- The Washington Times - Monday, September 24, 2007

Teaching temptation

The parent of a 7-year-old pupil at St. Mary’s Catholic School in Alexandria couldn’t believe her eyes when she looked into her child’s homework assignment Web site and saw who was advertising.

“Get Your Excused Absence: Looking for a Fake Doctor’s Note? Get a Fake Doctor’s Note Instantly,” reads one of several ads posted adjacent to the second-grade teacher’s homework assignments for Sept. 20.

“Online Homework Helper,” the ad below it read. “Pay Someone to do your homework!”

Like other private and public schools around the country, St. Mary’s utilizes “SchoolNotes,” a school-to-home Web site operated by Connecticut-based Education World. Teachers use the Web site to post up-to-date homework assignments and other messages for students and parents.

Education World explains that in order to keep its site “free” for all users, it is supported by corporate sponsors and advertisers — some of whom obviously should be better screened.

50 so soon

We’re told that Fran Drescher, TV’s “Nanny,” will celebrate her 50th birthday Wednesday night at Teatro Goldoni on K Street Northwest with a group of friends and congressional types.

Most women wouldn’t be advertising the milestone, but, having survived uterine cancer, Miss Drescher says she’s grateful to be alive and not a statistic. She just started a national campaign to galvanize women to take better care of themselves and get more help.

“We need to take control of our bodies, become greater partners with our physicians,” she said, and “galvanize as one to let our legislators know that the collective female vote is louder and more powerful than that of the richest corporate lobbyists.”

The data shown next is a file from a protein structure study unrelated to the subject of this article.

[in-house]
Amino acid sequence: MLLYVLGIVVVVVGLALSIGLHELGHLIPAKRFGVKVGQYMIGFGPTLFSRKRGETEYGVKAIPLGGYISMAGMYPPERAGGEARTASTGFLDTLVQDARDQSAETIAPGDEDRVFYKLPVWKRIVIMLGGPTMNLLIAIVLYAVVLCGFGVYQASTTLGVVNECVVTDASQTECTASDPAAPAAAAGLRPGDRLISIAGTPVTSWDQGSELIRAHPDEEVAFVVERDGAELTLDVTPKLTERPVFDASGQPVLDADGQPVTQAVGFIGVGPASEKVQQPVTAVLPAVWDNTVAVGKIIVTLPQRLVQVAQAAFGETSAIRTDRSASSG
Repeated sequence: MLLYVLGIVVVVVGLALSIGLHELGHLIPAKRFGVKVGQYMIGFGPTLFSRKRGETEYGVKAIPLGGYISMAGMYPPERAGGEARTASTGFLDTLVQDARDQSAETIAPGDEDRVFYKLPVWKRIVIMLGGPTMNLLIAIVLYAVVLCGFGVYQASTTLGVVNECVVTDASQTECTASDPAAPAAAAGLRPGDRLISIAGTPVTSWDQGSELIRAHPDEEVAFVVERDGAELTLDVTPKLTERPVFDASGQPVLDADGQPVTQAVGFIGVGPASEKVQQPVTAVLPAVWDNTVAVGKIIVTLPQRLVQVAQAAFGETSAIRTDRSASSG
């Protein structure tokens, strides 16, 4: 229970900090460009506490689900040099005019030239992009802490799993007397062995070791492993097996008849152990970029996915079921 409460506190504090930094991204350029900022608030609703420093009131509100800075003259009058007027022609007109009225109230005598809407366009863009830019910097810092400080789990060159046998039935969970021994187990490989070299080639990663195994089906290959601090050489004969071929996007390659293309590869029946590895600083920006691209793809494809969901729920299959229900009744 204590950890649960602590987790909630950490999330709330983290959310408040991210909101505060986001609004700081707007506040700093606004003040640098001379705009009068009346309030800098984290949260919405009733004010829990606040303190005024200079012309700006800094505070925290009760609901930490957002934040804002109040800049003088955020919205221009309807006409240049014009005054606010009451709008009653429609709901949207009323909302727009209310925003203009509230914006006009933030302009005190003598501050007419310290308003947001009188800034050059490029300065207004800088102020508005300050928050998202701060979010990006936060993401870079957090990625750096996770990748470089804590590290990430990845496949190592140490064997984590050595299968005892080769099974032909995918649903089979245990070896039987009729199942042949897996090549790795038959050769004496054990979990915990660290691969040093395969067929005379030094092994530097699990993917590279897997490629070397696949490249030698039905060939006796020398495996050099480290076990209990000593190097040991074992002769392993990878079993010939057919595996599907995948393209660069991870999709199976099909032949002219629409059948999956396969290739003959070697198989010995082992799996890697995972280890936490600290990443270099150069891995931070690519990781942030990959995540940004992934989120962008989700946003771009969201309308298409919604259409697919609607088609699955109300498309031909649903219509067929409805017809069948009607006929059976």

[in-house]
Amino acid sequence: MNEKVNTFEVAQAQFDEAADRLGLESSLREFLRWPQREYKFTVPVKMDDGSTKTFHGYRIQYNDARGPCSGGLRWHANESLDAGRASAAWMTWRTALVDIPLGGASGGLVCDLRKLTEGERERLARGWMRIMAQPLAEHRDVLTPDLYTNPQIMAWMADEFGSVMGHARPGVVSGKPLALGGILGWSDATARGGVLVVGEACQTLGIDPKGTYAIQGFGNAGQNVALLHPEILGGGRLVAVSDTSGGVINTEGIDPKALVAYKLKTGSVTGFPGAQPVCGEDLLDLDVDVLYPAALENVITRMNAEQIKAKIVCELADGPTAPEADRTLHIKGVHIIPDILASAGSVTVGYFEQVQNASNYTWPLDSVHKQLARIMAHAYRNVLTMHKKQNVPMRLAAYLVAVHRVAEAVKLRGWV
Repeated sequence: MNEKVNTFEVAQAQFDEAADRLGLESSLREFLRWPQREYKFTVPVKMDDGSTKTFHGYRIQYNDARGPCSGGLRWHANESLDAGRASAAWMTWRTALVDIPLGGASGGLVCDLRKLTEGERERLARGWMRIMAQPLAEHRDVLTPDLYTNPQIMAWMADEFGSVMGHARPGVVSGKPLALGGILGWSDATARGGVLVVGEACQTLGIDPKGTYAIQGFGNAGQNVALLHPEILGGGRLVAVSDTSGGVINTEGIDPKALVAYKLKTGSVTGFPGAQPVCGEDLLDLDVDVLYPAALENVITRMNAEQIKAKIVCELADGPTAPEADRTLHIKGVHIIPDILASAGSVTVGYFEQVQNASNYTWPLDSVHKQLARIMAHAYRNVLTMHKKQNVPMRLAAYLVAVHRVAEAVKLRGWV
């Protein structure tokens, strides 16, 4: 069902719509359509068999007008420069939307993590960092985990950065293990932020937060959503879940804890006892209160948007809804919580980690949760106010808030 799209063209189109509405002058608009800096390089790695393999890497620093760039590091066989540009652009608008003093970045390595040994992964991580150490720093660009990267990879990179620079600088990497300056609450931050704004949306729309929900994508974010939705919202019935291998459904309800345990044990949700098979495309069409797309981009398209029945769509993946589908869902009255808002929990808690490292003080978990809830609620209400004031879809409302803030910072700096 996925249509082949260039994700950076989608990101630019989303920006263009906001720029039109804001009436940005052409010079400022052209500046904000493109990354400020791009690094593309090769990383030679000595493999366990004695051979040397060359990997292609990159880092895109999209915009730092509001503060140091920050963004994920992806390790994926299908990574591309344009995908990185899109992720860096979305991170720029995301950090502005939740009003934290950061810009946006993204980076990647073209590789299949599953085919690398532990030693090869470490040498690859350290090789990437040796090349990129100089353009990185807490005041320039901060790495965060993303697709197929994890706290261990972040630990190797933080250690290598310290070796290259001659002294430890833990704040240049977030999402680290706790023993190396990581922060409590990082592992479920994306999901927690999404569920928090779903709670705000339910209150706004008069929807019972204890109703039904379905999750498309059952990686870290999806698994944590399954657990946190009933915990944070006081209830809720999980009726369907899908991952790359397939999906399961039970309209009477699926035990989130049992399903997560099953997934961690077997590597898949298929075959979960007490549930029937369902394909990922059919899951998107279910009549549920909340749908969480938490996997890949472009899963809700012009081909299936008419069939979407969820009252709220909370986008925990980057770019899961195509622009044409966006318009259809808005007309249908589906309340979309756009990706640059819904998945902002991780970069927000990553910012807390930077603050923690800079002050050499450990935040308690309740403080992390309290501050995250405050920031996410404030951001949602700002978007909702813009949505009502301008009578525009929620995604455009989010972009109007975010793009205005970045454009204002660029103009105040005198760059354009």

With the national health care debate heating up in Congress and on the 2008 presidential campaign trail, Miss Drescher says she will be pressing the better health care issue this week with everybody from Georgetown University students to Capitol Hill lawmakers.

Ignoring ‘mammy’

Ask one black Republican leader, and he will say it’s about time that black Democrats started applying pressure on Louisiana’s elected officials to drop “frivolous” charges against the so-called Jena 6.

“I frankly feel some disgust with the black Democrats and their timidity regarding this issue,” writes Bill Calhoun, chairman of the Texas Federation of Black Republicans.

The point being that Mr. Calhoun is curious where black Democrats were “when Democratic Party operatives in the 2006 election depicted Maryland’s then-Lt. Gov. Michael S. Steele as a ‘simple sambo,’ with a pitch-black face and big red lips, reminiscent of how Democrats portrayed blacks during Jim Crow days.”

“No Democrat official came to the defense of [Secretary of State] Condoleezza Rice when she was being vilified as a barefoot ‘ignorant mammy,’ in the vile way that black women were depicted by the Democrats during the era of Jim Crow,” he adds.

For whatever reason, Mr. Calhoun says that for “40 years, blacks have given nearly 90 percent of their votes to Democrats, with little to show for their loyalty and investment. When are black Americans going to wake up and stop having their vote taken for granted?”

As for the Jena 6 — six black students originally accused of attempted second-degree murder after fighting a white student in the wake of “intimidation,” including hangman’s nooses in an oak tree on the Jena High School campus — Mr. Calhoun for once agrees with the black Democrats.

“The 14th Amendment to our Constitution guarantees equal protection under the law for all citizens. Hanging nooses in the school courtyard is akin to screaming ‘fire’ in a crowded theater: both deserve condemnation and punishment,” he said.

Come on back

When it comes to making a case for human rights, what a difference 20 years makes.

All eyes are on an Oct. 17 ceremony — in the hallowed U.S. Capitol Rotunda — in which one of the nation’s highest honors, the Congressional Gold Medal, will be presented to the Dalai Lama.

When Tenzin Gyatso, Tibet’s head of state and spiritual leader, came to the District in October 1987 to call attention to systematic human rights abuses by China, he “did not have much success,” recalls Rep. Tom Lantos, California Democrat.

“For fear of offending the People’s Republic of China, President Reagan chose not to meet with him. At the Department of State, it was the same story,” says the congressman, who is founder of the Congressional Human Rights Caucus.

John McCaslin can be reached at 202/636-3284 or jmccaslin@washingtontimes .com.

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